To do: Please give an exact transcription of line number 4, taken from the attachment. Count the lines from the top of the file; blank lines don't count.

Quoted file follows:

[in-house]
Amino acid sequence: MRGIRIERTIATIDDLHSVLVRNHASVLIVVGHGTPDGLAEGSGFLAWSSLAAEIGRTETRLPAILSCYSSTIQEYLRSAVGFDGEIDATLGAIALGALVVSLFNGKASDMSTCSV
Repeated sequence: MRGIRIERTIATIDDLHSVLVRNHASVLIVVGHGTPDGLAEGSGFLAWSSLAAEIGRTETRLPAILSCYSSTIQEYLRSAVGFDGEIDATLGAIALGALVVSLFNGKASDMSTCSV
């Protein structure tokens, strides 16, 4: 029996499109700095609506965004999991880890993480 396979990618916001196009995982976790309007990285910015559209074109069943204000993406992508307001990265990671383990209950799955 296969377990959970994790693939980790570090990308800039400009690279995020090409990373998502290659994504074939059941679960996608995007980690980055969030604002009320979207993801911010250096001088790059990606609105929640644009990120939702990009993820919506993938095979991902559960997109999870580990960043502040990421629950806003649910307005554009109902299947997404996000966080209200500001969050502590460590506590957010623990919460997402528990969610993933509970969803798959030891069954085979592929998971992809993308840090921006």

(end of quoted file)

């Protein structure tokens, strides 16, 4: 029996499109700095609506965004999991880890993480 396979990618916001196009995982976790309007990285910015559209074109069943204000993406992508307001990265990671383990209950799955 296969377990959970994790693939980790570090990308800039400009690279995020090409990373998502290659994504074939059941679960996608995007980690980055969030604002009320979207993801911010250096001088790059990606609105929640644009990120939702990009993820919506993938095979991902559960997109999870580990960043502040990421629950806003649910307005554009109902299947997404996000966080209200500001969050502590460590506590957010623990919460997402528990969610993933509970969803798959030891069954085979592929998971992809993308840090921006």